FARFAR2 Server Documentation





Overview:

FARFAR2 is a tool for building a 'full model' of a medium-size noncoding RNA. The goal of FARFAR2 is to provide a flexible and extensible fragment assembly protocol, capable of stitching together multiple subsections of an RNA structure or building a model entirely fron scratch. We have exposed options sufficient to allow the user to reproduce any benchmark case run in Watkins and Das, 2019, with helix flexibility provided in a kinematically realistic way using libraries of base pair steps.

Inputs to 'FARFAR2' may include entire sections of RNA structure, individual helices, or just a fasta file, though ideally some secondary structure (in dot-bracket notation) is available. A portion of the native structure may be provided as a basis for approximate alignment, particularly useful in homology modeling. The native structure may be provided as well to gauge native RMSD.


Tips:

  1. You don't need to provide the secondary structure for any region of RNA for which you're also providing an input PDB.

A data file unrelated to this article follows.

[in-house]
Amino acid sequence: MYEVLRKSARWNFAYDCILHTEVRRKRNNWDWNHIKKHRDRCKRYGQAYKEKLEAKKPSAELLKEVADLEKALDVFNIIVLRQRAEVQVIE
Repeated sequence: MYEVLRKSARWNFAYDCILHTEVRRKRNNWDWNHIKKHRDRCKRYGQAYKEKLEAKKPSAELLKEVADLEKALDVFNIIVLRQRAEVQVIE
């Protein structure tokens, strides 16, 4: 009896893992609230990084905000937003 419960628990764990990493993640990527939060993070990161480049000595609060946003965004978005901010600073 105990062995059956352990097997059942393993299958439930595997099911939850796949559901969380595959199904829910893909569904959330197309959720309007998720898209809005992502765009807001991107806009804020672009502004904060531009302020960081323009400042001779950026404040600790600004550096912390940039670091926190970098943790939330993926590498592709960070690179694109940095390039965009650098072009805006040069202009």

2. BLAST versus the PDB to find homologous RNAs. For example, there are many tandem glycine riboswitches that can be built from portions of 3p49 (most of one found in F. nucleatum).



Please cite the following article when referring to results from our ROSIE server:

  1. Watkins, A. M.; Das, R. "An automated and customizable RNA fragment assembly protocol in Rosetta. bioRxiv 223305; doi: https://doi.org/10.1101/223305

  2. Lyskov S, Chou FC, Conchúir SÓ, Der BS, Drew K, Kuroda D, Xu J, Weitzner BD, Renfrew PD, Sripakdeevong P, Borgo B, Havranek JJ, Kuhlman B, Kortemme T, Bonneau R, Gray JJ, Das R., "Serverification of Molecular Modeling Applications: The Rosetta Online Server That Includes Everyone (ROSIE)". PLoS One. 2013 May 22;8(5):e63906. doi: 10.1371/journal.pone.0063906. Print 2013. Link

We welcome scientific and technical comments on our server. For support please contact us at Rosetta Forums with any comments, questions or concerns.


Modeling tools developed by the Das Lab at Stanford University. The Rosie implementation was developed by Andrew Watkins and Sergey Lyskov.